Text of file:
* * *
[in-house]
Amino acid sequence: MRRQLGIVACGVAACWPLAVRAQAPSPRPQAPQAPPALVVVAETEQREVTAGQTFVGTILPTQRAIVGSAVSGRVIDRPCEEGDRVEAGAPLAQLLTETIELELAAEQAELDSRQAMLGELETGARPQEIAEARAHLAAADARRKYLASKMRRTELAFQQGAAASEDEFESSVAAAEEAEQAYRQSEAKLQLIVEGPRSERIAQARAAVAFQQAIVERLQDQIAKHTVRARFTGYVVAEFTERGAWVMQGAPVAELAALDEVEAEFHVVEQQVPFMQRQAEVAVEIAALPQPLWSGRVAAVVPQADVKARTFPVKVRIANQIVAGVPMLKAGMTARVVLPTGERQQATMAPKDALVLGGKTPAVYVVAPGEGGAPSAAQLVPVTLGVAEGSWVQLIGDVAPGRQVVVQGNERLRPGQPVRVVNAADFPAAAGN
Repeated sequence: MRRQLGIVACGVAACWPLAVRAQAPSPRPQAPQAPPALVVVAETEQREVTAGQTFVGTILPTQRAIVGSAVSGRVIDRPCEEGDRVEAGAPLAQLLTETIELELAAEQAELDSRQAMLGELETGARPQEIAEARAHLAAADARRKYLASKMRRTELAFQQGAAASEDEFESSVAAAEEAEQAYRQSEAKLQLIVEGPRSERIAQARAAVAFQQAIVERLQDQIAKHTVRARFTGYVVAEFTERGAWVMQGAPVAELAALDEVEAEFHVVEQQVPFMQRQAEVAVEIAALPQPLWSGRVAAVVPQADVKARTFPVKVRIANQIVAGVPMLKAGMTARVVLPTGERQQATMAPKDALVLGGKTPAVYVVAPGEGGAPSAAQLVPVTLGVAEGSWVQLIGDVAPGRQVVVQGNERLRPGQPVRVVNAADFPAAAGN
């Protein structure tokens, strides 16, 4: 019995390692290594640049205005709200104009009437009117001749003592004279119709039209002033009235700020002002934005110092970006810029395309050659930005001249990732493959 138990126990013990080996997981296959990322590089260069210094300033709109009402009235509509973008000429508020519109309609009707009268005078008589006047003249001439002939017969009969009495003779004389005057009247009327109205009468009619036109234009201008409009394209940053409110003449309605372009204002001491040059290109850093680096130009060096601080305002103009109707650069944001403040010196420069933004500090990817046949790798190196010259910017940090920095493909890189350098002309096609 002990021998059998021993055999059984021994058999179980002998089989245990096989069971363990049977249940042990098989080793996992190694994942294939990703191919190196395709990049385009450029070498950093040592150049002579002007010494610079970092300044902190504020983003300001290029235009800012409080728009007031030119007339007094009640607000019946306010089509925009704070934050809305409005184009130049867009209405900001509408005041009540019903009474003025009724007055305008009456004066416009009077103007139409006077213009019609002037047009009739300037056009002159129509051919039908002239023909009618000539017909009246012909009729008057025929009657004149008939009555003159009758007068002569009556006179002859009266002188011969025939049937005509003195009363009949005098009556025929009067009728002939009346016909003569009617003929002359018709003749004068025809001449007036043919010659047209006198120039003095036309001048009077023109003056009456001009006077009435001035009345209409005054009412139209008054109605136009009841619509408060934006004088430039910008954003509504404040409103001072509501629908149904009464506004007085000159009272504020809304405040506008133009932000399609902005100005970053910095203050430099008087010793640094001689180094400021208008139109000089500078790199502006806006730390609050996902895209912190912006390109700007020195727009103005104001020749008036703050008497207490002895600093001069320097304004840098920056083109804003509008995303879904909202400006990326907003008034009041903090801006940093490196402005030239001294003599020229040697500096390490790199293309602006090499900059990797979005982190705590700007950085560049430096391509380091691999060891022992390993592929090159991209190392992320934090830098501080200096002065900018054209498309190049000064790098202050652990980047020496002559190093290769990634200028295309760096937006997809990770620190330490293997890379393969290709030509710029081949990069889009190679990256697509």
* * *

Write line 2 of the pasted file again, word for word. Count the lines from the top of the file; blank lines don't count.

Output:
Amino acid sequence: MRRQLGIVACGVAACWPLAVRAQAPSPRPQAPQAPPALVVVAETEQREVTAGQTFVGTILPTQRAIVGSAVSGRVIDRPCEEGDRVEAGAPLAQLLTETIELELAAEQAELDSRQAMLGELETGARPQEIAEARAHLAAADARRKYLASKMRRTELAFQQGAAASEDEFESSVAAAEEAEQAYRQSEAKLQLIVEGPRSERIAQARAAVAFQQAIVERLQDQIAKHTVRARFTGYVVAEFTERGAWVMQGAPVAELAALDEVEAEFHVVEQQVPFMQRQAEVAVEIAALPQPLWSGRVAAVVPQADVKARTFPVKVRIANQIVAGVPMLKAGMTARVVLPTGERQQATMAPKDALVLGGKTPAVYVVAPGEGGAPSAAQLVPVTLGVAEGSWVQLIGDVAPGRQVVVQGNERLRPGQPVRVVNAADFPAAAGN